Humuhumunukunukuapua’a – The Story Behind Hawaii State Fish
Humuhumunukunukuāpuaʻa. This is the short, memorable, and easily pronounced name of the state fish of Hawaii. As the only U.S. state not connected to North America, it is not surprising that Hawaii, an island chain rich in seaside culture and customs, has a state fish. Explore the story behind the humuhumu in greater detail.
Why the Hawaii’s State Fish is as Unique as Its Name
Did you know that each state in the United States has a designated state fish? These fish are as common as Indiana’s largemouth bass and as rare as Hawaii’s state fish, the reef triggerfish (humuhumunukunukuapuaa). It is one of the most well-known Hawaiian reef fish due to its distinctive color patterns, fin arrangement, and angular body shape.
In 1984, the humuhumunukunukuapuaa was designated as the official state fish of Hawaii. The absence of a reelection campaign in 2006 led to the humuhumunukunukupuaa’s permanent election as Hawaii’s official state fish.
Many native Hawaiians make light of the fact that the fish’s name is longer than its actual length. The name “humuhumunukunukuapuaa” translates roughly to “triggerfish with a pig’s snout.”
What Is Hawaii’s State Fish? Humuhumunukunukuapua’a
The name Humuhumunukunukupuaa (Reef Triggerfish) may appear intimidating, but it is actually quite simple. Regardless, locals frequently save breath by shortening the phrase to humuhumu. Like all Hawaiian names, the state fish’s moniker is steeped in meaning and history. The initial component, “humuhumu,” is the Hawaiian term for all triggerfish species. The final portion of the name, “nukunukupuaa,” translates to “pig-like snout.” There is a similarity between the unique grunting sound made by live fish when threatened and the recognizable sounds made by pigs, despite the oddness of this comparison.
The 21-letter name of Hawaii’s state fish is certainly difficult to pronounce. This is a humuhumunukunukuapua’a fish. Here are a few fascinating facts about the humuhumunukunukuapuaa:
- This lengthy Hawaiian fish’s name is “who moo who moo new coo new coo ah poo ah ah.”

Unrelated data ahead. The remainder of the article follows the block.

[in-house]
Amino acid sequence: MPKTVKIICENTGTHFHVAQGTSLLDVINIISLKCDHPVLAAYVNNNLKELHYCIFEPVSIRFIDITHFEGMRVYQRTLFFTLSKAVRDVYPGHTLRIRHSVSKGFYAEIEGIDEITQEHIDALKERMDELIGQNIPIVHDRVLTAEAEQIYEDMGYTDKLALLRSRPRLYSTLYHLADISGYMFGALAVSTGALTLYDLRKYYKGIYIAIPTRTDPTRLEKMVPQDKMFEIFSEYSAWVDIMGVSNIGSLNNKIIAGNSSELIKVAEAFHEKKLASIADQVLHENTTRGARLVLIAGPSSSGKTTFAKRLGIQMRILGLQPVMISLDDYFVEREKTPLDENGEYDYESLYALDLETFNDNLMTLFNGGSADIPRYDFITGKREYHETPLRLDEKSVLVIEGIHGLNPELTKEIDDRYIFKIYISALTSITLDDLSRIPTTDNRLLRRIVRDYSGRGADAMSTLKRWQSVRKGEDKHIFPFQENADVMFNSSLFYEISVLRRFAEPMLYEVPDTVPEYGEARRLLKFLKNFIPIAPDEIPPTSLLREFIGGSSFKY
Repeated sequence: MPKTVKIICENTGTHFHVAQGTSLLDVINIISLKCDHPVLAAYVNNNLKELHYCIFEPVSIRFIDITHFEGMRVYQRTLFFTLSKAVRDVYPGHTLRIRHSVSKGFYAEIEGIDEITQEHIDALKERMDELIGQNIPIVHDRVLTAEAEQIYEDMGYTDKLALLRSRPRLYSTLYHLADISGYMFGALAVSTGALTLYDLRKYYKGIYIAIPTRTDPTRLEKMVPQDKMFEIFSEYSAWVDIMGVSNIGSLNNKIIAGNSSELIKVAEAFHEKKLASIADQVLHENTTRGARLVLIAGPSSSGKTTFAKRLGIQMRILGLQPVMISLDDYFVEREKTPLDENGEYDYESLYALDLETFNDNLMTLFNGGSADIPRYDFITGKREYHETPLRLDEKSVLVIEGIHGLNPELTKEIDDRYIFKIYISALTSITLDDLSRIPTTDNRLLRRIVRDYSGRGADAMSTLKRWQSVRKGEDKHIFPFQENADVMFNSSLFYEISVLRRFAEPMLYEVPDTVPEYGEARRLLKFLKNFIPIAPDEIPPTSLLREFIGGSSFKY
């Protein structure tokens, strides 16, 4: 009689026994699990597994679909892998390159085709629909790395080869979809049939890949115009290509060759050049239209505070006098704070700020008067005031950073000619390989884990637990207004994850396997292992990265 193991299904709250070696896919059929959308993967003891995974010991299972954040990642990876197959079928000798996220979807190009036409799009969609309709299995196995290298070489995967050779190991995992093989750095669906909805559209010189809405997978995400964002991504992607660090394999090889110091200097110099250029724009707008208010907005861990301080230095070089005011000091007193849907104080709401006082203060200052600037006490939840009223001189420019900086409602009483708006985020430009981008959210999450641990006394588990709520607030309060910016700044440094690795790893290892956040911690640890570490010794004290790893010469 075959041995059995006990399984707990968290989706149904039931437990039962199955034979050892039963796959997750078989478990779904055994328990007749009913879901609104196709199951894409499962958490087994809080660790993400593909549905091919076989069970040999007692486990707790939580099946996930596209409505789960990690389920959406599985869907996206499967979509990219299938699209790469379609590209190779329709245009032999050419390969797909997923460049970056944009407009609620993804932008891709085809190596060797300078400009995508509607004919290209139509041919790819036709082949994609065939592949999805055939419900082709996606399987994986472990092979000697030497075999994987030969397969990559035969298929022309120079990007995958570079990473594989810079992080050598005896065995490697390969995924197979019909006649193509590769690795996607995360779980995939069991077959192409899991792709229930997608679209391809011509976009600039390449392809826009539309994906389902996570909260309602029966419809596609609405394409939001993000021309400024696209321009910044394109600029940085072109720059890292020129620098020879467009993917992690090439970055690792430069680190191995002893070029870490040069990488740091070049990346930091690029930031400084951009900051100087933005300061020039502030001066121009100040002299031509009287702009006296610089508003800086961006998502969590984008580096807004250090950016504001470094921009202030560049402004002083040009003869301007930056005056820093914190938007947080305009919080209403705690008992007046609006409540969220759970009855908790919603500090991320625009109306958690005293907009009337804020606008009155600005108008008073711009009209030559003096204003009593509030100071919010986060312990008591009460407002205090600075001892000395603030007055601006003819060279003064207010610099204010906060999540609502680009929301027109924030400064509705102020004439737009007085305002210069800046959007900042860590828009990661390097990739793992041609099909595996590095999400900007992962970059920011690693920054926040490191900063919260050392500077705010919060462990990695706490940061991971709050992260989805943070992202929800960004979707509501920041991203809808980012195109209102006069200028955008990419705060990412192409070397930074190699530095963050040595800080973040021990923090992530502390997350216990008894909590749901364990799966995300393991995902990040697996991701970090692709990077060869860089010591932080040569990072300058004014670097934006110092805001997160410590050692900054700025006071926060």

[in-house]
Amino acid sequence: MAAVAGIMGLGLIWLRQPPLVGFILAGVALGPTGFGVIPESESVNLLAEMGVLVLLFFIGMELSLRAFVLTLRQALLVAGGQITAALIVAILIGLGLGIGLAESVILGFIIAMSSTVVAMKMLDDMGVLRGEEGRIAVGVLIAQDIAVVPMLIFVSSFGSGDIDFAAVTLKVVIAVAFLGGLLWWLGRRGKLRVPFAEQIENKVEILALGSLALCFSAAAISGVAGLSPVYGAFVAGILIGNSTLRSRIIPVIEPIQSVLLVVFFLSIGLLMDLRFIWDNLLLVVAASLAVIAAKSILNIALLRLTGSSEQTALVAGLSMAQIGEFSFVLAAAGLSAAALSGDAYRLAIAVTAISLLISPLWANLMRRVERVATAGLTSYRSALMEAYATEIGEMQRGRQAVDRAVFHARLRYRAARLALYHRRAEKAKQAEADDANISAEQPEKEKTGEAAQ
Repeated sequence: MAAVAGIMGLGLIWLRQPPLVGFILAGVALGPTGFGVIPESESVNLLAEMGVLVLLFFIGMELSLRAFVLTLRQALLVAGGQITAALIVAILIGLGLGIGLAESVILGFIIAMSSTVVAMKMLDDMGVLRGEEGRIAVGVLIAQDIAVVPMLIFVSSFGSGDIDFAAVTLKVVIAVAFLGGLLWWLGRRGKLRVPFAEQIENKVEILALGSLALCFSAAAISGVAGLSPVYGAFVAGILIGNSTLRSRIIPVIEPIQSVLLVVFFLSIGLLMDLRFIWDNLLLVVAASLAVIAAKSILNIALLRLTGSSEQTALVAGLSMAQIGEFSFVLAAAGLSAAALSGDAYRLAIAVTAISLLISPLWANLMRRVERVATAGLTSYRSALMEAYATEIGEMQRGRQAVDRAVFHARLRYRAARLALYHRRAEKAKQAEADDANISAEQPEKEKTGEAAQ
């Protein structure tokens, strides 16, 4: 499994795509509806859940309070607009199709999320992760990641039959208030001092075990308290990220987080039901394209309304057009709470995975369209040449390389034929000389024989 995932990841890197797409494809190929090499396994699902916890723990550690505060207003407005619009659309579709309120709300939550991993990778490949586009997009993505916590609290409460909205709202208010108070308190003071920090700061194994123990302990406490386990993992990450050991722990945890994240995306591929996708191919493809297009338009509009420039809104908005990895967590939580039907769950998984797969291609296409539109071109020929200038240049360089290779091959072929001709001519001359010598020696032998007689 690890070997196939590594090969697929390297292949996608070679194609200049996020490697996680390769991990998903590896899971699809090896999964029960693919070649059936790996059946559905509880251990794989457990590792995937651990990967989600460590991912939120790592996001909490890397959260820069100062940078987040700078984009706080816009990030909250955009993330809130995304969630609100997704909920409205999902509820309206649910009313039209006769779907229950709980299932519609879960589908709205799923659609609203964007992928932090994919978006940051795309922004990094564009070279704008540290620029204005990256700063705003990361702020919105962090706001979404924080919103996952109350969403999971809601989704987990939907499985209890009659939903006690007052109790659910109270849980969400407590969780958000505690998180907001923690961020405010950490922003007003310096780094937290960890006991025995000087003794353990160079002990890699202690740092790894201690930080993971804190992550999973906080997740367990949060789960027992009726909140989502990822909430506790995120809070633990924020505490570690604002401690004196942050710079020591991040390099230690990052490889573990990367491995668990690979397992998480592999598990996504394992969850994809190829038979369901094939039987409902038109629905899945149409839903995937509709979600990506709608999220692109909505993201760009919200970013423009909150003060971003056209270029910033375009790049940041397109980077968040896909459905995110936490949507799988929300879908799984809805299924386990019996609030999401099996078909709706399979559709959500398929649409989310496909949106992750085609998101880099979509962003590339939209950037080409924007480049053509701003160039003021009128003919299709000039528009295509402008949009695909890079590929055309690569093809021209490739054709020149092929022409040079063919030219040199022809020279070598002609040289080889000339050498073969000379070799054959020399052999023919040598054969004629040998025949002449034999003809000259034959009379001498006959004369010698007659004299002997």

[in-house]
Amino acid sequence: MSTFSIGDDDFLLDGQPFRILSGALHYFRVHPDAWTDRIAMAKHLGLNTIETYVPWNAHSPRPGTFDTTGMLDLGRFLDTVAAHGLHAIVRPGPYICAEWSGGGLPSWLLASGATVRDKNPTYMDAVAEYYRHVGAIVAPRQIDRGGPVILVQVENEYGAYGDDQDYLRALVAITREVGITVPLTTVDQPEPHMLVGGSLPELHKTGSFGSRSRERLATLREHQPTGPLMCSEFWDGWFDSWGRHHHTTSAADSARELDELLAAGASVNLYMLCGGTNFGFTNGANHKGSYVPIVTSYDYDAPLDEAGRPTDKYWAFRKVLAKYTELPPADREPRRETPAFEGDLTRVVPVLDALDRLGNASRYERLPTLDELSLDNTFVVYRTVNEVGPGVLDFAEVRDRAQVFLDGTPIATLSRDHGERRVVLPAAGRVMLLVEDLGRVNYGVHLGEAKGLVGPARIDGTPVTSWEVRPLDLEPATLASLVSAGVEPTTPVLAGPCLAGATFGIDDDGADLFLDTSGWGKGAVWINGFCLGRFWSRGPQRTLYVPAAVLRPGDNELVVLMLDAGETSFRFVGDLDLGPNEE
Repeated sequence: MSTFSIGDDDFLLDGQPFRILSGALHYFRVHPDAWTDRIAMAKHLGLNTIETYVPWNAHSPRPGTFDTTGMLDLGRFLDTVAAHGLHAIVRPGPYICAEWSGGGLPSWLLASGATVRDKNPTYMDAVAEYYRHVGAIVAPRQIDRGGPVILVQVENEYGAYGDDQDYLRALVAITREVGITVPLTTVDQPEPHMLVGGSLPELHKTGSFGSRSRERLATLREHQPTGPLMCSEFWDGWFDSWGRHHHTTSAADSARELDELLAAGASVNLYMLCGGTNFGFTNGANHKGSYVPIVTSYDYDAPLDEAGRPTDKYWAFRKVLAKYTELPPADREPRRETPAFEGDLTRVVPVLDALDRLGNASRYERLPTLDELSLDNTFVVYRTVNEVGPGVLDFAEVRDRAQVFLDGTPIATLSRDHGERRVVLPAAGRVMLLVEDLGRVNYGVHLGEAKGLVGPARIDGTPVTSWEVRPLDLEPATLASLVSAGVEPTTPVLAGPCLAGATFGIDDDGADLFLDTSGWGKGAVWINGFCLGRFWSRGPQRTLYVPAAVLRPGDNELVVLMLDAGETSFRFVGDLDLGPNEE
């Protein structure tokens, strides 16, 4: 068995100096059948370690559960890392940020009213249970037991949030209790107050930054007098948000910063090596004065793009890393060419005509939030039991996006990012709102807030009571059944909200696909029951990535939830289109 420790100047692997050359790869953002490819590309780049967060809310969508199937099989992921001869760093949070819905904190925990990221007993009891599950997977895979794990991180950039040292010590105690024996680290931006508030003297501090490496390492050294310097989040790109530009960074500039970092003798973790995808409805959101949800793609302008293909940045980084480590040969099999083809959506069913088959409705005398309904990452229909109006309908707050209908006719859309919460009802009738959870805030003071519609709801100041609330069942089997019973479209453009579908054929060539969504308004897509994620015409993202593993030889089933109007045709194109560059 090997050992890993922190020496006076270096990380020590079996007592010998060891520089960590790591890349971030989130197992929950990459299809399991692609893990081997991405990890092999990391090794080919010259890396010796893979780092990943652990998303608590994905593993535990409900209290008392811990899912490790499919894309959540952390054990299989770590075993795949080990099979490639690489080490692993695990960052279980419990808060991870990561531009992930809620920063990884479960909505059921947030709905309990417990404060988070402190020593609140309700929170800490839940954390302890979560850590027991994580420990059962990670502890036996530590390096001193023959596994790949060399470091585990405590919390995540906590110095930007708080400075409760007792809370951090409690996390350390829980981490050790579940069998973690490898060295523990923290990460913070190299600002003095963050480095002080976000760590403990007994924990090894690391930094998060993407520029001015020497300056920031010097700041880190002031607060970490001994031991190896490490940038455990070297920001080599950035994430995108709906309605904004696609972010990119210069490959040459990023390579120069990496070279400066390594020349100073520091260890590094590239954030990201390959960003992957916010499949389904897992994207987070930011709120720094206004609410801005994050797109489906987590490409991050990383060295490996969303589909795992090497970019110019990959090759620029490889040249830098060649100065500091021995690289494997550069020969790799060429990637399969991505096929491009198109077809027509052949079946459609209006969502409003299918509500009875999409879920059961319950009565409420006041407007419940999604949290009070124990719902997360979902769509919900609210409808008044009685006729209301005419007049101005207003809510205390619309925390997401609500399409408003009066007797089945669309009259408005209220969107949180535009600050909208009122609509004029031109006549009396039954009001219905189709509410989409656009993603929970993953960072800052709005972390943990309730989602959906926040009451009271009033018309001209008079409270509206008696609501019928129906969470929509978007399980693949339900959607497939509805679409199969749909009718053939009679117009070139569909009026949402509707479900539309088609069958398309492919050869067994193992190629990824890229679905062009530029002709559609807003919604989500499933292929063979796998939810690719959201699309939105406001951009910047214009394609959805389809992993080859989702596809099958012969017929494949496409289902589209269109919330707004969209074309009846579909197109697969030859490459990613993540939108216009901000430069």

- The name translates to “trigger fish with a pig-like snout.”
- It was selected as the state fish of Hawaii in 1984 by public vote. Students played a crucial role in promoting the humuhumunukunukuapuaa. When the humuhumunukunukuapuaa was chosen as the state fish for the first time, lawmakers made this designation official for only five years. Consequently, the humuhumunukunukuapuaa lost its status as the state fish for more than a decade, but in 2006, it regained its “oFISHal” status.
- It is indigenous to the waters surrounding the islands of the central and southern Pacific.
- It is not a fish commonly consumed by humans.
Additionally, the humuhumunukunukupuaa appears in Hawaiian mythology. The fish has a close relationship with the demigod and shapeshifter Kama Puaa, who also takes the form of a man or a wild boar. According to legend, Kama Puaa was a cruel chief from the island of Oahu. One day, after deciding to visit the Big Island, he saw Pele, the goddess of lava and fire. He fell in love, which eventually led to their marriage. But Pele witnessed Kama Pua’a’s ruthlessness, and in a fit of rage, she decided she’d had enough. Pele bombarded Kama Puaa with steam and lava, but he matched her every move, resulting in an epic battle. After Pele summoned reinforcements, Kama Puaa was forced to retreat into the ocean, far from the molten lava pits. Upon entering the water, he transformed into a humuhumunukunukuapuaa and swam to safety.
A humuhumu will spend its days gliding along the ocean floor and consuming algae and sand-dwelling invertebrates. At night, it returns to its reef crevice and opens three spines to safely secure itself in place. The fish can then rest peacefully knowing that no predator can reach it. This behavior gave rise to the other common name for the humuhumu, the Wedge-tailed Triggerfish.
Hawaii is home to some of the best snorkeling spots due to the presence of vibrant reef fish, year-round warm water temperatures, and magnificent coral formations. Humuhumus prefer shallow outer reef environments, which are ideal for inexperienced snorkelers. The humuhumu is easily identifiable due to its distinct coloration and patterning.
Hanauma Bay on the southern coast of Oahu is one of the best places to observe a humuhumu in its natural habitat. The tranquil bay is a marine life conservation district and nature preserve. Besides the humuhumu, you can swim alongside dozens of other species of fish, such as the kikkapu (Threadfin Butterflyfish), manini (Convict Tang), and kihikihi (Moorish Idol).
Topic: Humuhumunukunukuapua’a – The Story Behind Hawaii’s State Fish
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